There are many reasons why a person will spend most of his or her waking hours online. For those who are drawn inexorably into the great teeming ant-farm of Web 2.0 (T–H–L), there is the prospect of gaining approval from the digital masses for one’s incomparable wit, deep insights and incisive snark, without the downside of having to make actual personal contact. In fact, for those who deeply feel that they have no life, Web 2.0 offers the additional allure of being able to create one or more personas de novo, and then bask in the admiration that they receive from their online brethren.
For the standard social networking sites such as Facebook, approval comes in the form of “likes” for posted comments and images, as well as the deeper, more meaningful process of becoming “friends.” But at Wikipedia, with its pronounced element of MMORPGism, the system is more complex. Wikipedians have no
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The following exchanges were culled from a recent, interesting series of threads at the Wikipediocracy Forum.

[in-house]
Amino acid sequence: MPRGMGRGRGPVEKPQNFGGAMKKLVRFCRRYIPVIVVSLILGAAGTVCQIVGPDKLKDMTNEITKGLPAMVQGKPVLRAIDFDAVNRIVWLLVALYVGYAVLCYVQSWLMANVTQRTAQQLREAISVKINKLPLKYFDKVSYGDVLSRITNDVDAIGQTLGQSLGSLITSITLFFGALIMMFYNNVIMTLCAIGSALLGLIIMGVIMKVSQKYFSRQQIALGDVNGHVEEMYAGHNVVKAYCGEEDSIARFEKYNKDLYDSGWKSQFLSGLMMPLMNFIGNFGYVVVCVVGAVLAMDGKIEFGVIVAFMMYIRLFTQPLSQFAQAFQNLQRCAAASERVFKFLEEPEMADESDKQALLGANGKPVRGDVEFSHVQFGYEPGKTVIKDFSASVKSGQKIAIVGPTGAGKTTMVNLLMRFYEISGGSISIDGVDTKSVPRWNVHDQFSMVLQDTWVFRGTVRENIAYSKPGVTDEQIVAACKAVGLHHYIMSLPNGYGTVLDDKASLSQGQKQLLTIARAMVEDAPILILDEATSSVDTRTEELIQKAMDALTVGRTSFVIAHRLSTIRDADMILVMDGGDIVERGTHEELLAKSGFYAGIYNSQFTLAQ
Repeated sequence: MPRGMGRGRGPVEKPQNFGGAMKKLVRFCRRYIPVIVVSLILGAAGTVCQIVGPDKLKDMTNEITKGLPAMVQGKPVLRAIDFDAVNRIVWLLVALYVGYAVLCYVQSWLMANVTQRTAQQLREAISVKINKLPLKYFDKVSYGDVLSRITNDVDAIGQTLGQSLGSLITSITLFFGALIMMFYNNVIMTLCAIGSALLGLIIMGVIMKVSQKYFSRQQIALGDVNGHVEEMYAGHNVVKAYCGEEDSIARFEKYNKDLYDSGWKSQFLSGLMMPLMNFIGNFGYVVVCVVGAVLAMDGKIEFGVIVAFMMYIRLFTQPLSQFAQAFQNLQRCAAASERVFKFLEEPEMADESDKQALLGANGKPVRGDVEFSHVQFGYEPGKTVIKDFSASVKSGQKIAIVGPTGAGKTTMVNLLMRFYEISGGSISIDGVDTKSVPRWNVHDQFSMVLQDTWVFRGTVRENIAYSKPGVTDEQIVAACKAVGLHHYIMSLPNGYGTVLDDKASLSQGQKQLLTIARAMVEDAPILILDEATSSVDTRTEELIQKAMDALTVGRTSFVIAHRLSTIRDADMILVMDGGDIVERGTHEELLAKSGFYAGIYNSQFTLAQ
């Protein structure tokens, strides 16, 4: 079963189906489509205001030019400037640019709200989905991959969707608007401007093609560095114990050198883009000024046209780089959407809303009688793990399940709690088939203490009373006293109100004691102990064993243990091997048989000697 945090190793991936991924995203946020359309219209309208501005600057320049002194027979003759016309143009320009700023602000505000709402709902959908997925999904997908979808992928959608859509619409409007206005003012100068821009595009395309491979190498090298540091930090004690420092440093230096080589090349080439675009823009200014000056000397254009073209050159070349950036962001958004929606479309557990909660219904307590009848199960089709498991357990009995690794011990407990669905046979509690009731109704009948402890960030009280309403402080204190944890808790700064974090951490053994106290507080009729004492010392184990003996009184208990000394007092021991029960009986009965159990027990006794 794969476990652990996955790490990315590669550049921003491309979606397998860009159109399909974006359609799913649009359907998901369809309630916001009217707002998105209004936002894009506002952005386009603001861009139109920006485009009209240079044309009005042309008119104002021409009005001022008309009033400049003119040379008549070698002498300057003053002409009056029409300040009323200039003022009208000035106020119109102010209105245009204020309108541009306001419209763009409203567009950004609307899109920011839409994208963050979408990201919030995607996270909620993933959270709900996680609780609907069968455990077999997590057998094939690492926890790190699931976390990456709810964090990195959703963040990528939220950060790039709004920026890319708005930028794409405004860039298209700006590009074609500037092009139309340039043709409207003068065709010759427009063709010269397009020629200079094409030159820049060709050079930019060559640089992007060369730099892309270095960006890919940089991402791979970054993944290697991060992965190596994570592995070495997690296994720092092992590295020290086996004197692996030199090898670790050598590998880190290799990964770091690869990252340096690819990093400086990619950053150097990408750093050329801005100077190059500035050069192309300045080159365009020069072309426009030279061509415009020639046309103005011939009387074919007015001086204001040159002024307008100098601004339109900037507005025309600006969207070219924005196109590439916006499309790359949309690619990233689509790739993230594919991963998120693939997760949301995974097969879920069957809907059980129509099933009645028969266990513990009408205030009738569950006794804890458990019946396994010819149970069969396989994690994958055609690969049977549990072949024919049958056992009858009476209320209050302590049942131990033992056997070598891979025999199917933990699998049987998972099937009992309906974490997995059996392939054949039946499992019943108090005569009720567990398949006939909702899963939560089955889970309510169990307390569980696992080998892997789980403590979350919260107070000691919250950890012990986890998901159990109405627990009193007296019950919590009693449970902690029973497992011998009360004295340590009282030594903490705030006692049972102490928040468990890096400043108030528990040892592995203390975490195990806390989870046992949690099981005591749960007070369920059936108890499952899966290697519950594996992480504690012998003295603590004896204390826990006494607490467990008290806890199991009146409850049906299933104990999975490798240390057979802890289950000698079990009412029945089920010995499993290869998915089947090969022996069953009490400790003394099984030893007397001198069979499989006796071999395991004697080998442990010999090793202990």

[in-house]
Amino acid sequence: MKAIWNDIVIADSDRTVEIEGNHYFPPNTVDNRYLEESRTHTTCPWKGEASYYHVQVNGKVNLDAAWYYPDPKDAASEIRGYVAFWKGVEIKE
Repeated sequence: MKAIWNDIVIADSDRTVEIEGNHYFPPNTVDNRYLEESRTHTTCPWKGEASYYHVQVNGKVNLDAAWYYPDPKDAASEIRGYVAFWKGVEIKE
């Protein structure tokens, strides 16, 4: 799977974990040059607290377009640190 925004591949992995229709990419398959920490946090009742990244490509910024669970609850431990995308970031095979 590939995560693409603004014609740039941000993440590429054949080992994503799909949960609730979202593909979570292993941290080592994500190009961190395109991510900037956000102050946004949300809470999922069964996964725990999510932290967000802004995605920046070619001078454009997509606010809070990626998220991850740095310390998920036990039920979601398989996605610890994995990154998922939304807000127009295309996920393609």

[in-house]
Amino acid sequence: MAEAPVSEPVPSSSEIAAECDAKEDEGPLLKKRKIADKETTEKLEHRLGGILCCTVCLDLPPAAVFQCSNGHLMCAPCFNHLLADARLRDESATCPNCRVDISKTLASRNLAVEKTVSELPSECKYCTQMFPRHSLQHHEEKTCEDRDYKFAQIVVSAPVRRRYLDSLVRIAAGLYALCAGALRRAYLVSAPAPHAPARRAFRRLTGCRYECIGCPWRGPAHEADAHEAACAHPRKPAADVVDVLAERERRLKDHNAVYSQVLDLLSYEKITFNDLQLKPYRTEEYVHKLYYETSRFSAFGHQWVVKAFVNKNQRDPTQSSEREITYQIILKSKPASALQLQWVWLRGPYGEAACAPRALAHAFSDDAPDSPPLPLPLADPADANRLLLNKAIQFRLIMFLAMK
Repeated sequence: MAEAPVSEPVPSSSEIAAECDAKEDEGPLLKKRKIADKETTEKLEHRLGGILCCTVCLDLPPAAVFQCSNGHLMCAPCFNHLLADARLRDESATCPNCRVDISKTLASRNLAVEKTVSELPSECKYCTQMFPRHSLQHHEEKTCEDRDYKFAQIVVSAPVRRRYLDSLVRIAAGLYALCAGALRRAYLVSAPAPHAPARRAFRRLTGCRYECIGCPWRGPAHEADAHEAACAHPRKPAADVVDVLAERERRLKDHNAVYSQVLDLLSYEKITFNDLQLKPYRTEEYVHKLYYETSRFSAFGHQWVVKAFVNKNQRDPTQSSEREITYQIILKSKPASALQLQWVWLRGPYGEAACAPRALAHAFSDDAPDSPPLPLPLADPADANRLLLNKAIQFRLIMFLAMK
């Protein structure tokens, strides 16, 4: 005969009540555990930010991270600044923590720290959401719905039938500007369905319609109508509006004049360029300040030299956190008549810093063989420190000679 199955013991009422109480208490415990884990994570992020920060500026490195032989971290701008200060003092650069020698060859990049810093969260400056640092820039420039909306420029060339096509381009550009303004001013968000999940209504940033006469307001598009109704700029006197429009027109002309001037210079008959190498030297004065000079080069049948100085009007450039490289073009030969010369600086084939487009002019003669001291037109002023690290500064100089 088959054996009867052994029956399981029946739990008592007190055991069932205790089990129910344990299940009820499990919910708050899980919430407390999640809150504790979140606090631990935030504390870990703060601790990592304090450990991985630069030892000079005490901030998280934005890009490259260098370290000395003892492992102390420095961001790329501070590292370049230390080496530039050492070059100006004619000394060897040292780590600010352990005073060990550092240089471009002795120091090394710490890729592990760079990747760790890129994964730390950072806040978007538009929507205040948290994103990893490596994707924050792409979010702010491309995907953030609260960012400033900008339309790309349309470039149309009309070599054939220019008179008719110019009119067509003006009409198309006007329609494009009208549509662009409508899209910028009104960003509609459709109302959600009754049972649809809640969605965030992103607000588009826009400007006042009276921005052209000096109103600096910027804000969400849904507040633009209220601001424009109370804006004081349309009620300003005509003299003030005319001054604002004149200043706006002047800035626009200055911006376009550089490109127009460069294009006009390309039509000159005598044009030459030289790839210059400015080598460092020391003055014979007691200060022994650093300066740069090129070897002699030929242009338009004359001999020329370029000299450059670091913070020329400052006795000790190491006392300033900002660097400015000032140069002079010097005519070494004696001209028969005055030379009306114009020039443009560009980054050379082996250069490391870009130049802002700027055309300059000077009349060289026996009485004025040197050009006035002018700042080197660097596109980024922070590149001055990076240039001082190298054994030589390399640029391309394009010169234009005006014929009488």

Sometimes the way you describe a thing can be a more powerful comment on it, than any actual comment. The tech industry talks about ‘Web 2.0’, which sounds incredible and futuristic and technologically advanced, as well as ‘cool’ and modern. But let’s call it what it really is, namely ‘The Exploitation Economy’.
Similarly, ‘user-generated culture’ should be ‘DIY culture’. And don’t talk about the tech industry, or Google or YouTube, call it ‘The Content Theft Industry’. The Berkman Centre and other academic institutions funded by the Content Theft Industry are really “The Pirate Propaganda Machine” or “Thieves posing as revolutionaries”. Blogs and other media such as Slashdot and the rest, which support thieves and their enablers, should be called “The Anti-Copyright Press” or “Digital parasites”. Their political lobbying machine is “The U.S. Pirate Party”. What
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